The Louisiana Public Service Commission has voted to withhold its support for the Wind Catcher Wind project planned for the Oklahoma Panhandle. And it could put the entire $4.5 billion project involving Public Service Company of Oklahoma in jeopardy.
The Louisiana PSC went against its staff’s recommendation to allow the Southwestern Electric Power Company to acquire the 2,000-MW wind farm near Guymon, one that developers say would be the nation’s largest wind farm.
The vote came after a settlement agreement had been reached among the stakeholders in the project including WalMart, Sam’s West, SWEPCO and LPSC staff. The agreement included benefits guaranteed to SWEPCO customers of $1.3 billion in ne savings and a guaranteed 45% capacity value for the expected 2,000-MW generation.
SWEPCO was scheduled to own 70% of the project while PSO, its sister company would have 30% ownership. The breakdown means SWEPCO would own 1,400 megawatts of the wind farm’s 2,000-MW capacity. But the deal is also subject to the utility commissions in Oklahoma, Arkansas, Louisiana and Texas along with the Federal Regulatory Commission.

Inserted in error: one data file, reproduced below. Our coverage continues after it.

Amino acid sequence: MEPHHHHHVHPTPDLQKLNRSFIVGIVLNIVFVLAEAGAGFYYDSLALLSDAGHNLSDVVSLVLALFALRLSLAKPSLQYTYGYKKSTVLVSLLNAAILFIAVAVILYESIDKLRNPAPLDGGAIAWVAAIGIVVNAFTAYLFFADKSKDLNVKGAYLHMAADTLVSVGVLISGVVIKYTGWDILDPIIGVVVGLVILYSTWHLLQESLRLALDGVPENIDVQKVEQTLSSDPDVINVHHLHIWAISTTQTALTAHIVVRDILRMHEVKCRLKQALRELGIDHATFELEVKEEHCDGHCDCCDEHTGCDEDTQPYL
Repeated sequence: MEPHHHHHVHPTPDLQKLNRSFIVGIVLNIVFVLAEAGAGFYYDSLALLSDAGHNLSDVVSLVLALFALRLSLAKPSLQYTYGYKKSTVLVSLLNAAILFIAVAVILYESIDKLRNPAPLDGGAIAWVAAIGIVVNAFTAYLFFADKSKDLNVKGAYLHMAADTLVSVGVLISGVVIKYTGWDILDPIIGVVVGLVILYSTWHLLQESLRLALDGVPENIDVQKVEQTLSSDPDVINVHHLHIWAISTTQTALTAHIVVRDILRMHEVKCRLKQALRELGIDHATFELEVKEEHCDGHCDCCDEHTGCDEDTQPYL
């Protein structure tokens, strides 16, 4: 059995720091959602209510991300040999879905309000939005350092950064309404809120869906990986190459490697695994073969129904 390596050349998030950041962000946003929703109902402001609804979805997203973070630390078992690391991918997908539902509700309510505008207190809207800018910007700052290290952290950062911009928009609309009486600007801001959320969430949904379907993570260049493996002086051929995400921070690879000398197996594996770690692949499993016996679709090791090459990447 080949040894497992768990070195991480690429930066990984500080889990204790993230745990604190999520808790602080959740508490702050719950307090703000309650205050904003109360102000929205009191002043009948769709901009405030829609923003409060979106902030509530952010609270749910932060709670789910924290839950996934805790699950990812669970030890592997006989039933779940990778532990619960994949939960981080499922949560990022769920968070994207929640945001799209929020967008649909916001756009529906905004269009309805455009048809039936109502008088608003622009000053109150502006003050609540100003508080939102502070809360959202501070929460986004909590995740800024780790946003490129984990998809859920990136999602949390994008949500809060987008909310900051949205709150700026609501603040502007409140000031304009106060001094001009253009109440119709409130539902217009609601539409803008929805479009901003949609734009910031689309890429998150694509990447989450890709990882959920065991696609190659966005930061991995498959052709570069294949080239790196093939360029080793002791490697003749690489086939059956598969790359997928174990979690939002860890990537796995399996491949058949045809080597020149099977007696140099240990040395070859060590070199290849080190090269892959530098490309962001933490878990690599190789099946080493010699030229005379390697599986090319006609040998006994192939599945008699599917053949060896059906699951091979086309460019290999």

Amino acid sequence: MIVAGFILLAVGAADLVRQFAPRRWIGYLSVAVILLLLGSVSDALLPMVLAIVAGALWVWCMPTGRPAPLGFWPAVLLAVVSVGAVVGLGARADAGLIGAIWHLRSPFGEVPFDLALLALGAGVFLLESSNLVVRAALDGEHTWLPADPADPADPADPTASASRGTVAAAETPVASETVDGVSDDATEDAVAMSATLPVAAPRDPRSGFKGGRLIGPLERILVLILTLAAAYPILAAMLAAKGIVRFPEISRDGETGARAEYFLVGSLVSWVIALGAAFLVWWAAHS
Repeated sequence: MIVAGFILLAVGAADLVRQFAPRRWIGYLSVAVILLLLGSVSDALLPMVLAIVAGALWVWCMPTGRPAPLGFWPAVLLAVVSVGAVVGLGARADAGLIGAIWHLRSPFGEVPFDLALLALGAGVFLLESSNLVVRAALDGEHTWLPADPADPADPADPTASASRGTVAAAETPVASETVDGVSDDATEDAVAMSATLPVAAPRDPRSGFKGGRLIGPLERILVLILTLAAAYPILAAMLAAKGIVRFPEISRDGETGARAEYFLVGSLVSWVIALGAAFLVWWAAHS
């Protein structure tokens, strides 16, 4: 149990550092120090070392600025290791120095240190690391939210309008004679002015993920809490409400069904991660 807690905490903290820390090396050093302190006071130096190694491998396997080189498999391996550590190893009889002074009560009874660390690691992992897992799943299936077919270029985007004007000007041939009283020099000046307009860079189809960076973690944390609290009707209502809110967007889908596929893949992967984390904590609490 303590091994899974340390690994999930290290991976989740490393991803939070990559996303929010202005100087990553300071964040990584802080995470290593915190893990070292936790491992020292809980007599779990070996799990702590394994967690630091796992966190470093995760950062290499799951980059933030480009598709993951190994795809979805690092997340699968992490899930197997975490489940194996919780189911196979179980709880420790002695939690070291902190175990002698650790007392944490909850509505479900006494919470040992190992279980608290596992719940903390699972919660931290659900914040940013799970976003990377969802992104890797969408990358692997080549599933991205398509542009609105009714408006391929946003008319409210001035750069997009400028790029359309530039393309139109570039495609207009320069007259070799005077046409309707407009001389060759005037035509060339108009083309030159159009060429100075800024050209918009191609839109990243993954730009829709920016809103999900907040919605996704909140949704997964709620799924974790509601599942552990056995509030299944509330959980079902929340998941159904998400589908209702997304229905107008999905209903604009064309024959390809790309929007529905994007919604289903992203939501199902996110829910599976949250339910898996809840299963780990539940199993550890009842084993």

“When the majority of customers served by this project are Louisianans,” said Jessica Hendricks from the Alliance for Affordable Energy. “Louisiana needs to take a stand for their rate-payers. Waiting to see how the vote plays out in surrounding states, like Oklahoma and Texas, is not acting in our rate-payers’ best interest.”
“Low-cost wind power, wherever it is generated, is a benefit for Louisiana ratepayers that will keep our businesses competitive. Renewable energy attracts multinational businesses to the state, and means reliable bills that don’t fluctuate with an unpredictable traditional energy market. We’re disappointed to see the result of this week’s vote, but trust that the commission majority will move this project forward promptly, in the interest of our economy,“ added Hendricks.
Jeff Cantin, Gulf States Renewable Energy. Commissioners Foster Campbell, and Lambert Boissiere also expressed their support for the landmark project, describing the opportunities it would bring to the state. Campbell, whose district’s ratepayers would receive the greatest benefit, also described frustration with recent attack ads coming from unidentified opponents of the project.